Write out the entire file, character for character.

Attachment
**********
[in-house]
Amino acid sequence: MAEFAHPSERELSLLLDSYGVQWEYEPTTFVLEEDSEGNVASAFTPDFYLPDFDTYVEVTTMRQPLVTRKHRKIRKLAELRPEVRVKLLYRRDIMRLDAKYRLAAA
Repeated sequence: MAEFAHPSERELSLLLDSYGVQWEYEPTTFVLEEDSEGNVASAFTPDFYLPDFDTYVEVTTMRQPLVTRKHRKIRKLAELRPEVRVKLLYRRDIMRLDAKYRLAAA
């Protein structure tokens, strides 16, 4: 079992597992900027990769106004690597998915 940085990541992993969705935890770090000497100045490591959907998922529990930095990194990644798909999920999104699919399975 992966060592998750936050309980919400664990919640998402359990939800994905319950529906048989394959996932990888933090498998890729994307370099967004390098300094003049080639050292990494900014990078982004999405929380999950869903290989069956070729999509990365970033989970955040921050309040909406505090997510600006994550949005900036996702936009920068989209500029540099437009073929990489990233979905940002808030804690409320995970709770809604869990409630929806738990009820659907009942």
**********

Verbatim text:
[in-house]
Amino acid sequence: MAEFAHPSERELSLLLDSYGVQWEYEPTTFVLEEDSEGNVASAFTPDFYLPDFDTYVEVTTMRQPLVTRKHRKIRKLAELRPEVRVKLLYRRDIMRLDAKYRLAAA
Repeated sequence: MAEFAHPSERELSLLLDSYGVQWEYEPTTFVLEEDSEGNVASAFTPDFYLPDFDTYVEVTTMRQPLVTRKHRKIRKLAELRPEVRVKLLYRRDIMRLDAKYRLAAA
């Protein structure tokens, strides 16, 4: 079992597992900027990769106004690597998915 940085990541992993969705935890770090000497100045490591959907998922529990930095990194990644798909999920999104699919399975 992966060592998750936050309980919400664990919640998402359990939800994905319950529906048989394959996932990888933090498998890729994307370099967004390098300094003049080639050292990494900014990078982004999405929380999950869903290989069956070729999509990365970033989970955040921050309040909406505090997510600006994550949005900036996702936009920068989209500029540099437009073929990489990233979905940002808030804690409320995970709770809604869990409630929806738990009820659907009942």